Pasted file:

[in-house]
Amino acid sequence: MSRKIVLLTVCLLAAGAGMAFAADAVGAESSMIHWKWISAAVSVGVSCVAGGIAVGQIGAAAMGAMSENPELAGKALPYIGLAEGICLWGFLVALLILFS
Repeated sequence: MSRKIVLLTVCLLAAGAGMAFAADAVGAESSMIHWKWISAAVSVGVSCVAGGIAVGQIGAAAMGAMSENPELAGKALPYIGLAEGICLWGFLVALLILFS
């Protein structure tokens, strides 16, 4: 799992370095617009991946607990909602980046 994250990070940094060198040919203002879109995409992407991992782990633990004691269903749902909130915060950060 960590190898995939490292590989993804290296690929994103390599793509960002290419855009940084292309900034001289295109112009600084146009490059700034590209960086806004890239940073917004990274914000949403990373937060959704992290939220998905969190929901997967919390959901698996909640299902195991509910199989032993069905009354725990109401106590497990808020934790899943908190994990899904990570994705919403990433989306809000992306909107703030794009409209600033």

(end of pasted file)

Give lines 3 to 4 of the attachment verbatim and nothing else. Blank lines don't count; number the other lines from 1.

Repeated sequence: MSRKIVLLTVCLLAAGAGMAFAADAVGAESSMIHWKWISAAVSVGVSCVAGGIAVGQIGAAAMGAMSENPELAGKALPYIGLAEGICLWGFLVALLILFS
């Protein structure tokens, strides 16, 4: 799992370095617009991946607990909602980046 994250990070940094060198040919203002879109995409992407991992782990633990004691269903749902909130915060950060 960590190898995939490292590989993804290296690929994103390599793509960002290419855009940084292309900034001289295109112009600084146009490059700034590209960086806004890239940073917004990274914000949403990373937060959704992290939220998905969190929901997967919390959901698996909640299902195991509910199989032993069905009354725990109401106590497990808020934790899943908190994990899904990570994705919403990433989306809000992306909107703030794009409209600033």